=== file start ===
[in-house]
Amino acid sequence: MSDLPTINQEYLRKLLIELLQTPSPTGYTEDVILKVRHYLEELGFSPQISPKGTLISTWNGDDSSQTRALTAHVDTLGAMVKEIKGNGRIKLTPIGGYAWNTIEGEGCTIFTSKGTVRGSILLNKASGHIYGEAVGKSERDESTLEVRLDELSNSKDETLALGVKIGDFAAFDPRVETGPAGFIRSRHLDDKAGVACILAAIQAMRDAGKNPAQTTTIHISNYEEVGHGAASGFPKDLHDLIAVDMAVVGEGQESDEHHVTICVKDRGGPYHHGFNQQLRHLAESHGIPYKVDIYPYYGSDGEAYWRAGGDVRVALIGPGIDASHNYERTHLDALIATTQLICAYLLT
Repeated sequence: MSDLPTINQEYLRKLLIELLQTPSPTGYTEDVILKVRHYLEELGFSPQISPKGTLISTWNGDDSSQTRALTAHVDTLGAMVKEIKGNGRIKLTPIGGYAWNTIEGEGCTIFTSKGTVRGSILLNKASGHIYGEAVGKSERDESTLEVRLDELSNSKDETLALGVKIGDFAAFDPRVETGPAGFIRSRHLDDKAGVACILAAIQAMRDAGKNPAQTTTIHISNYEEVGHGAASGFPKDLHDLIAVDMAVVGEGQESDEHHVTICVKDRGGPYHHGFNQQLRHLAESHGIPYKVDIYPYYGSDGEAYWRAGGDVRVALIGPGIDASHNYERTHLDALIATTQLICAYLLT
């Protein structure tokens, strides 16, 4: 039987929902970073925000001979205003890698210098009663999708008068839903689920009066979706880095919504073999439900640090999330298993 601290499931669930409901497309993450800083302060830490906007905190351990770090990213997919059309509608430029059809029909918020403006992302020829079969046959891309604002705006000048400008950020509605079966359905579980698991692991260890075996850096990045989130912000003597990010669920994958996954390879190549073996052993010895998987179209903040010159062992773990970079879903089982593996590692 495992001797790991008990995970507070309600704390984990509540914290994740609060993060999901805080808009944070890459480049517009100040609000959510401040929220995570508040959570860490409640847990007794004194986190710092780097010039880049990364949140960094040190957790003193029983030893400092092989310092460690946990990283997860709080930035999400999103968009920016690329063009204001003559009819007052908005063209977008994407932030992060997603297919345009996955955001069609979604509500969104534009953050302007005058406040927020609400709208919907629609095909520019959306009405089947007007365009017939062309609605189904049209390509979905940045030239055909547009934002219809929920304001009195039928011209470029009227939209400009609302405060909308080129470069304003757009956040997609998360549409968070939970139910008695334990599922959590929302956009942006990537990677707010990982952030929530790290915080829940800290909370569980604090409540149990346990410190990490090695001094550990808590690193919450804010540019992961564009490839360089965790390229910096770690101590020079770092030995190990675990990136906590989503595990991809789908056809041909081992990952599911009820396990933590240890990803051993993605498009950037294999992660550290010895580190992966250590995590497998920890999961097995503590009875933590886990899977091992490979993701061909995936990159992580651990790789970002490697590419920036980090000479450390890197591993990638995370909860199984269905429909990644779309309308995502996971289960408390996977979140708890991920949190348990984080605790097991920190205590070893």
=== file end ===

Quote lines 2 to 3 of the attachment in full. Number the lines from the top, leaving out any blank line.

Amino acid sequence: MSDLPTINQEYLRKLLIELLQTPSPTGYTEDVILKVRHYLEELGFSPQISPKGTLISTWNGDDSSQTRALTAHVDTLGAMVKEIKGNGRIKLTPIGGYAWNTIEGEGCTIFTSKGTVRGSILLNKASGHIYGEAVGKSERDESTLEVRLDELSNSKDETLALGVKIGDFAAFDPRVETGPAGFIRSRHLDDKAGVACILAAIQAMRDAGKNPAQTTTIHISNYEEVGHGAASGFPKDLHDLIAVDMAVVGEGQESDEHHVTICVKDRGGPYHHGFNQQLRHLAESHGIPYKVDIYPYYGSDGEAYWRAGGDVRVALIGPGIDASHNYERTHLDALIATTQLICAYLLT
Repeated sequence: MSDLPTINQEYLRKLLIELLQTPSPTGYTEDVILKVRHYLEELGFSPQISPKGTLISTWNGDDSSQTRALTAHVDTLGAMVKEIKGNGRIKLTPIGGYAWNTIEGEGCTIFTSKGTVRGSILLNKASGHIYGEAVGKSERDESTLEVRLDELSNSKDETLALGVKIGDFAAFDPRVETGPAGFIRSRHLDDKAGVACILAAIQAMRDAGKNPAQTTTIHISNYEEVGHGAASGFPKDLHDLIAVDMAVVGEGQESDEHHVTICVKDRGGPYHHGFNQQLRHLAESHGIPYKVDIYPYYGSDGEAYWRAGGDVRVALIGPGIDASHNYERTHLDALIATTQLICAYLLT